Show. Don’t Tell. Write. Don’t YELL.

Do not tell me what you feel. I want to feel what you feel. First lesson learned in every writing workshop.

I like to have the last word in an argument. I cannot be the only one to confess to this personality trait. We may differ in opinions. The measure of success is how persuasive one can be without sliding into vitriol or emotionally violent tactics.

This is why political arguments will never end well. There may be two sides in the room but facts are not talking points. You may feel something I don’t feel. Fair game. When we are challenged to defend the truth by a dark soul consumed by angry lies, it’s time to be the better person and turn away.

Words are precious. I choose to use them as a gift. I do not have time to waste sharing them with the heart of darkness. A mind is a terrible thing to waste.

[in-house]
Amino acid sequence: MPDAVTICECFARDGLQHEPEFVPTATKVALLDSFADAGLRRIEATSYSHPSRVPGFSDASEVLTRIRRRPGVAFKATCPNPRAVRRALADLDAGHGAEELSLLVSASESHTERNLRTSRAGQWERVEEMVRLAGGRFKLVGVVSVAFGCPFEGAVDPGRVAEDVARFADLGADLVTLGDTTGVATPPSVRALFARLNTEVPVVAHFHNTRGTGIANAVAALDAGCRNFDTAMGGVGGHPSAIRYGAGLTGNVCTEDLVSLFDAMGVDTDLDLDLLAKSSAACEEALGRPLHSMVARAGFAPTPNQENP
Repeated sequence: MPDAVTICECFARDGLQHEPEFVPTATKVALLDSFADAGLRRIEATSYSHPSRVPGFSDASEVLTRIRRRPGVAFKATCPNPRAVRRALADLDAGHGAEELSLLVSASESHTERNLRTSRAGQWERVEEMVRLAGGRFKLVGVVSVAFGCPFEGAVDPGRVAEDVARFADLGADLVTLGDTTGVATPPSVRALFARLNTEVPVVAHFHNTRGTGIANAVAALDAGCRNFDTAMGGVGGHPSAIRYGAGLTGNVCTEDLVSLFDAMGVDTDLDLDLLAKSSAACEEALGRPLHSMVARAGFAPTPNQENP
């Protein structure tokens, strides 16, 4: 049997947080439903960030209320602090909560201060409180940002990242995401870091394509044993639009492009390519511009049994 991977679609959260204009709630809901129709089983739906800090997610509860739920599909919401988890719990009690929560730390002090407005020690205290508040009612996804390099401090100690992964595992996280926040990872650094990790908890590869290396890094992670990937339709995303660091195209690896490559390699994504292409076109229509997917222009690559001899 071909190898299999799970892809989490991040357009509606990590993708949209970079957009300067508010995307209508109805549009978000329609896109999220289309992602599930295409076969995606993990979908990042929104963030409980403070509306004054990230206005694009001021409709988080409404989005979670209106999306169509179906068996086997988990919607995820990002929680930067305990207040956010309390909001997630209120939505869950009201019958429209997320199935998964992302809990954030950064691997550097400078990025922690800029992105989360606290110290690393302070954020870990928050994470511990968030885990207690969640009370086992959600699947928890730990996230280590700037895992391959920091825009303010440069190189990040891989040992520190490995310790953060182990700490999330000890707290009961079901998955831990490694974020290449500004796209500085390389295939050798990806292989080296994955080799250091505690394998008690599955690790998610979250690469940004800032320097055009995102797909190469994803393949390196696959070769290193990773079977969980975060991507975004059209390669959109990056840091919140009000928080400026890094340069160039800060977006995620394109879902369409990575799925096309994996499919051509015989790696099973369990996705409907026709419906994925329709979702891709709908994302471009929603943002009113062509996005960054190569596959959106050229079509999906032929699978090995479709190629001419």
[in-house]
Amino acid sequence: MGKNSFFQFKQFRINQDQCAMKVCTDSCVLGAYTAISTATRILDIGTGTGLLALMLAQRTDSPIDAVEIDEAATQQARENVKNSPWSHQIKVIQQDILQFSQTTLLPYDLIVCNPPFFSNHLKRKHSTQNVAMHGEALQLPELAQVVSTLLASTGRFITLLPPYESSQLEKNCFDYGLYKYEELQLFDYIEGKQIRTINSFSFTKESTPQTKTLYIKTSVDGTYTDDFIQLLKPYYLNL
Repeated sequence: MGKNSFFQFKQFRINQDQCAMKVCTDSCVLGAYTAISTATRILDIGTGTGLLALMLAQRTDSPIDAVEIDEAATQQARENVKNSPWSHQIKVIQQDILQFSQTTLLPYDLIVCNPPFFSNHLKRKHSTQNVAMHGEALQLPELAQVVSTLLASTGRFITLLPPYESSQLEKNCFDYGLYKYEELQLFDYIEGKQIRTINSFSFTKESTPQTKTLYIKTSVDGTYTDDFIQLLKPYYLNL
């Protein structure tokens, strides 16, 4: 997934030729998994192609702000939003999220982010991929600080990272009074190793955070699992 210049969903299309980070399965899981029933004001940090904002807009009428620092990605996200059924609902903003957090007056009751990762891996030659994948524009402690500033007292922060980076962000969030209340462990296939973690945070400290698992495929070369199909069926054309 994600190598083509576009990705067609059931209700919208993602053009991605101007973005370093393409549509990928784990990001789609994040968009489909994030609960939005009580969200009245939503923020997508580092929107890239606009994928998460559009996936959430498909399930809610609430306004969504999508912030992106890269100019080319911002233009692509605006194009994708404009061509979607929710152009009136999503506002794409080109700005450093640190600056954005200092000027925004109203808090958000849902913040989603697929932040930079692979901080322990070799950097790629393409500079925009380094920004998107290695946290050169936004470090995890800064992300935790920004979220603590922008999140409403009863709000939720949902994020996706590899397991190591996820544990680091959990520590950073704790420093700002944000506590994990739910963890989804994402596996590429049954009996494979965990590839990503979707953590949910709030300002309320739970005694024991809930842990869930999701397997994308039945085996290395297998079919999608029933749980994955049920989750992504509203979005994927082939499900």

“Words are finite organs of the infinite mind.” Thanks, Ralph Waldo Emerson. You nailed it.

I believe most writers envy artists. As painful as it is to concede to this truth, a picture tells a thousand words. If I could paint, I’d put my brush down now and just let the beauty of nature show you what I feel.

I will go down with -this- ship. Words are forever in flight.

Let the ink flow like waves in the ocean. The pen is mightier than the sword!

Tell me a Story with Happier Endings

“You come rolling across my mind
Your hair flashing in the blue…”

Now playing in my head.
(Chasing Wild Horses, Springsteen)

I wish I could play this song for my dad. Lasso him out of my dreams and memories, settle him into the mustard yellow arm chair in the lonely den where I can still smell his old shirts and loose pajama bottoms, and tell him he needs to listen.

Please listen.

This is my story, I’d say. The one where the girl gets the horse.

He knew I longed to have a horse of my own.

That was a childhood dream that will likely never come true.

I lied about riding horses in preschool.

All these years later, it still startles me he believed me.

My parents always believed in me.

Without them here on earth, sometimes it’s hard to believe in myself.